Published on February 4th, 2018 | by Paul Sturt0
BOXVR (Oculus Rift) Review
Summary: BOXVR is the first Oculus Rift game to truly represent the boxing experience, and one heck of a workout while doing so.
Prepare for a work out!
While there has been several attempts at creating a solid boxing experience for a standard (2 sensor, forward facing) Oculus Rift setup, they’ve all fallen short. Of the two most popular and successful, one is wonky even in requested bigger spaces, the other more arcade-like and with questionable dodging mechanics.
In all fairness, however, I’m a boxing game snob. As a semi-pro kickboxer plus coach at a major national (U.S.) kick/boxing fitness chain, I judge these titles on the merits of immersion and realism. Meaning, I’m not going to give a free pass for endlessly flailing arms in an attempt to simulate a boxing workout. Nor yield a similar get out of jail free card for sensor cheating when actual dodging is required.
BOXVR, my friends, is the one boxing VR experience to score a stunning TKO on Oculus Rift.
To explain, it’s a legitimate workout, as in ‘you’ll be dripping and need to clean your sensor after 10 minutes.’ (I’ve been doing this for almost a decade…and it pushed even me through the ringer in the best of ways.) Moreover, BOXVR’s workouts – set to techno or rock music – are brilliantly choreographed sequences. Developer FitXR claims real fitness instructors designed each and every workout; I fully believe this claim. BOXVR estimates their workouts (at higher levels) capable of burning 100 calories in a single session. I would suspect this quite accurate and then some, especially if you’re new to this type of thing.
Logistically, BOXVR requires the user to enter height and weight. I’m assuming this is how it determines calorie burn estimates, also position of objects to strike. There are 4 selectable environments, two featuring generic balloons to punch, the others skulls (cemetery theme) and Christmas ornaments (winter theme). BOXVR features jabs, crosses, hooks (high and low) and uppercuts…likewise blocking, ducks and slips (right and left). Objects are set to music, enabling the user to develop a proper rhythm as sequences become second nature and in tune to the beat. Moreover, BOXVR requires users to occasionally switch stances (alternating front feet) to maximize workout sequences.
There are several modes, including the default workout one (beginner, power and speed workouts, respectively), also train (endless, set to music of your choosing) and survival (increasing speed and complexity with limited misses allowed). Beginners will likely default to beginner workout (fundamentals) and train, the more advanced users’ survival and high-level power and speed workout. There’s likewise a tutorial to familiarize with on screen prompts…a mode essential to understanding how things work. It’s not obvious.
Per above, you can’t cheat at BOXVR. The game requires proper stance, punch extension and hip turns or you will miss targets and reduce score totals. This is especially evident when throwing hooks, punches that correctly require keeping arms tighter to the body and properly turning hips on and into targets. Criticisms of this hook nuance by users (on Steam) points to lack of fundamentals versus tracking. When I dropped my hands and/or half turned, punches rightly didn’t register. I’m not being pedantic, rather if you’re going to do it…do it right.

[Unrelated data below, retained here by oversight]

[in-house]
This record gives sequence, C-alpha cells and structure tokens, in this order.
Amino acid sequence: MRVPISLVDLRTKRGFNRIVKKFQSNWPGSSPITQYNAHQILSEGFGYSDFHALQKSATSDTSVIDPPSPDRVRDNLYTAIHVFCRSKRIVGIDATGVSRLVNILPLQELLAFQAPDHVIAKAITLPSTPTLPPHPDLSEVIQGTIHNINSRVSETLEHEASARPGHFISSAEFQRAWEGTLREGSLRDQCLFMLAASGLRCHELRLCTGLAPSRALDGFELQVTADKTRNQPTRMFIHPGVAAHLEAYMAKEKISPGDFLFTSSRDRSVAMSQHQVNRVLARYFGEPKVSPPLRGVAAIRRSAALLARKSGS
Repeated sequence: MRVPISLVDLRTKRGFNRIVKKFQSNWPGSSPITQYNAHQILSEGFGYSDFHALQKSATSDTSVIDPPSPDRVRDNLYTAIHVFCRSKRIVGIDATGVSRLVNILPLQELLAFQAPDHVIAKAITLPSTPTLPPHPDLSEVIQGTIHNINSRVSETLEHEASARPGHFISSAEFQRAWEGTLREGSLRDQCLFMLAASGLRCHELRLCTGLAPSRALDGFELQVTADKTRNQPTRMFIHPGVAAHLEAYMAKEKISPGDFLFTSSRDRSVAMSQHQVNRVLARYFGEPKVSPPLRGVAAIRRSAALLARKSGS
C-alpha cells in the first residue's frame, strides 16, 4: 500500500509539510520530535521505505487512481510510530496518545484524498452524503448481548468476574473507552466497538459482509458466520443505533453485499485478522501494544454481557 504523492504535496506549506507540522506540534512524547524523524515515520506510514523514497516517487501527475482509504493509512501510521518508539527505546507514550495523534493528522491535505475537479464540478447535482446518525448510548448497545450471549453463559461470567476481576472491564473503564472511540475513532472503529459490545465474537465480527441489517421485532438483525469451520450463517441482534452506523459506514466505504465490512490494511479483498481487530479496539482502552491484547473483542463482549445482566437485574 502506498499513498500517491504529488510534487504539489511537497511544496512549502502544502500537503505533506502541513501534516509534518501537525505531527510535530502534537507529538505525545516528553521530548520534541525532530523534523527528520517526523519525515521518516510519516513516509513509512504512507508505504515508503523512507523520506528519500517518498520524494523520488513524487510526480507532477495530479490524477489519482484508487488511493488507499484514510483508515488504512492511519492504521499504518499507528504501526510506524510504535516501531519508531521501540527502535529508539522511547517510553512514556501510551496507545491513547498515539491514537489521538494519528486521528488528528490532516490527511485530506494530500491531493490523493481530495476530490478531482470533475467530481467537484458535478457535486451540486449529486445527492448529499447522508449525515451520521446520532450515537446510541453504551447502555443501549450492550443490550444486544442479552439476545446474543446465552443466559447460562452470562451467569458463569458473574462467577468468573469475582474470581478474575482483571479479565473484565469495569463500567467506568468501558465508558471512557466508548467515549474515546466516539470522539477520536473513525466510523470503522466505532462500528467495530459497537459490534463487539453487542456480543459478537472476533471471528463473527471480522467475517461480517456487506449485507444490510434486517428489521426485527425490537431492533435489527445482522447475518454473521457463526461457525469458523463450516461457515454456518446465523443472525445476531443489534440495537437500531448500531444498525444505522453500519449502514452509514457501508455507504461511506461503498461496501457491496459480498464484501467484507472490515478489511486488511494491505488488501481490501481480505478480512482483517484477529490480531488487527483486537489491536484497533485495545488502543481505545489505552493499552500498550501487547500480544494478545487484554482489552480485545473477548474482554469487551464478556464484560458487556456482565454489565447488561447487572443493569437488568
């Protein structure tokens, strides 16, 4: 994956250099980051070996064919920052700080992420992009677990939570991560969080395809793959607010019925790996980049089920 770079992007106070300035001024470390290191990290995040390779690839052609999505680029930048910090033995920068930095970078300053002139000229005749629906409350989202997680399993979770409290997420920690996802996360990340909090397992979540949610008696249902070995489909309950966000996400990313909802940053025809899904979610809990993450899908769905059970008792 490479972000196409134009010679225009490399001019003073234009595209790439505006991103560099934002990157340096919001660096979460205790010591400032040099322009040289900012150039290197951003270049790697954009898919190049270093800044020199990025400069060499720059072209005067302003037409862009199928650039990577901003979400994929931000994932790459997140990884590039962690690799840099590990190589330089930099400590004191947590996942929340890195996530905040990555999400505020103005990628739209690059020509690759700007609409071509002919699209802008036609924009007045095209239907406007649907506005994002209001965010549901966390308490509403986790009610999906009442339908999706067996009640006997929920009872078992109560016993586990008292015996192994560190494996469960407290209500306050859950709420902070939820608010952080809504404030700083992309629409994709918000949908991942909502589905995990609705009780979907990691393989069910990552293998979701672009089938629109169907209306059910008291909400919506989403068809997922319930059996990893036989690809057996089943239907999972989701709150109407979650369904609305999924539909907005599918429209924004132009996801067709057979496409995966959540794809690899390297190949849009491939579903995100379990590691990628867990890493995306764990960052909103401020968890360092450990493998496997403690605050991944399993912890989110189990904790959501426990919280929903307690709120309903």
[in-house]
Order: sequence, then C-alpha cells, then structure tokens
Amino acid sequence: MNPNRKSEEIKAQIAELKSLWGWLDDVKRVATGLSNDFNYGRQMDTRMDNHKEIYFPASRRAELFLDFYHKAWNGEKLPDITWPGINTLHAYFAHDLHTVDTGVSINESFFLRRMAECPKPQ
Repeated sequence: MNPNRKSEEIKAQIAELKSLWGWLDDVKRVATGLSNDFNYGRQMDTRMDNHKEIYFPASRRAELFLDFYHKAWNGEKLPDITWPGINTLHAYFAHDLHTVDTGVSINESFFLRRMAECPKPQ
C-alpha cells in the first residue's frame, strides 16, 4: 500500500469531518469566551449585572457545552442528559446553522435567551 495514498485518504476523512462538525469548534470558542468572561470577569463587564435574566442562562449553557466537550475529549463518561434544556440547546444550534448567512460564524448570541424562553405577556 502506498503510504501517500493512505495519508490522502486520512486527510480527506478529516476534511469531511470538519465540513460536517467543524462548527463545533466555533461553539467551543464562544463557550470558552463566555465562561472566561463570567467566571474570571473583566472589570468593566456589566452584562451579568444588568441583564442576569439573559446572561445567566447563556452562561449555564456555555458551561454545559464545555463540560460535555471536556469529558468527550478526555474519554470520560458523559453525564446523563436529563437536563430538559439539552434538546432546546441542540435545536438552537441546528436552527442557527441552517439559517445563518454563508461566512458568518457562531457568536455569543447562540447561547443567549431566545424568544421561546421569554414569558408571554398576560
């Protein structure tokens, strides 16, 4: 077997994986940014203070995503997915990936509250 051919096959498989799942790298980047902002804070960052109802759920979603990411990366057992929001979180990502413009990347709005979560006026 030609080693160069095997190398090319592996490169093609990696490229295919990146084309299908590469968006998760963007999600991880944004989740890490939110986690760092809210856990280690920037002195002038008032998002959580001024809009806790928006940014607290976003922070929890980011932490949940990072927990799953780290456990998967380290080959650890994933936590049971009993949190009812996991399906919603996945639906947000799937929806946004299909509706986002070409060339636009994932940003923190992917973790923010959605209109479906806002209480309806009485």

Stating the above and for beginners, I suggest watching a quick YouTube video on how to throw BOXVR’s required punches, also stance (to include switching them) and dodging. You don’t have to be a professional like myself to succeed, but you will be expected to actually attempt the movements to the best of your ability.
Related, note that BOXVR is minimalist in its User Interface (UI). Stance is designated by foot forward (‘Left’ or ‘Right’) and an icon beneath your feet. That’s it. There’s also a complete absence of aforementioned fundamentals training. Trial and error will be required…but that’s what makes it fun. Rome nor Rocky was built in a day.
When I asked the developers about this, they indicated they’re well aware of shortcomings and opportunities within BOXVR. Future iterations will include UI and User Experience updates, also “support for multiple profiles, an improved activity dashboard to track performance, and more workouts.”
While BOXVR encourages score tracking, the most rewarding experience will be yielded from simply pushing limits, seeing how many workouts and/or minutes in survival mode one can execute. As the game is close but not perfect in tracking, unwanted combos and punch streaks ends will sometimes reduce overall scores.
Also and being Early Access, BOXVR does sport sister quibbles that need addressing. Height and weight selection sliders are wonky, there is occasional slowdown, and more workouts are sorely needed to keep things interesting longer term.
BOXVR is an amazing workout that beginners and experienced fitness boxers need to check out. While simple in its presentation and execution, it packs a fantastic exercise experience.